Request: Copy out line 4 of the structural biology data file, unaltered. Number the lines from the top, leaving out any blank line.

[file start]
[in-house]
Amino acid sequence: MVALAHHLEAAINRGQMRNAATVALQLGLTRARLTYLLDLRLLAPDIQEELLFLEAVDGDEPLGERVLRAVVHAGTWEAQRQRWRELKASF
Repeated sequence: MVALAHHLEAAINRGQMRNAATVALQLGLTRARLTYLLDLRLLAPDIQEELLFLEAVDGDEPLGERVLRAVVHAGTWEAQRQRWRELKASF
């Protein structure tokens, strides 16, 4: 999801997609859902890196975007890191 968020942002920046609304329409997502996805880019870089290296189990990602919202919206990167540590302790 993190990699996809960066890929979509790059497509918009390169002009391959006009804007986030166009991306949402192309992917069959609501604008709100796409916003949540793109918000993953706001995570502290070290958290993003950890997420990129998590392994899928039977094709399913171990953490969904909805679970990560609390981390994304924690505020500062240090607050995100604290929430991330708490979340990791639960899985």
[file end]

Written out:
């Protein structure tokens, strides 16, 4: 999801997609859902890196975007890191 968020942002920046609304329409997502996805880019870089290296189990990602919202919206990167540590302790 993190990699996809960066890929979509790059497509918009390169002009391959006009804007986030166009991306949402192309992917069959609501604008709100796409916003949540793109918000993953706001995570502290070290958290993003950890997420990129998590392994899928039977094709399913171990953490969904909805679970990560609390981390994304924690505020500062240090607050995100604290929430991330708490979340990791639960899985």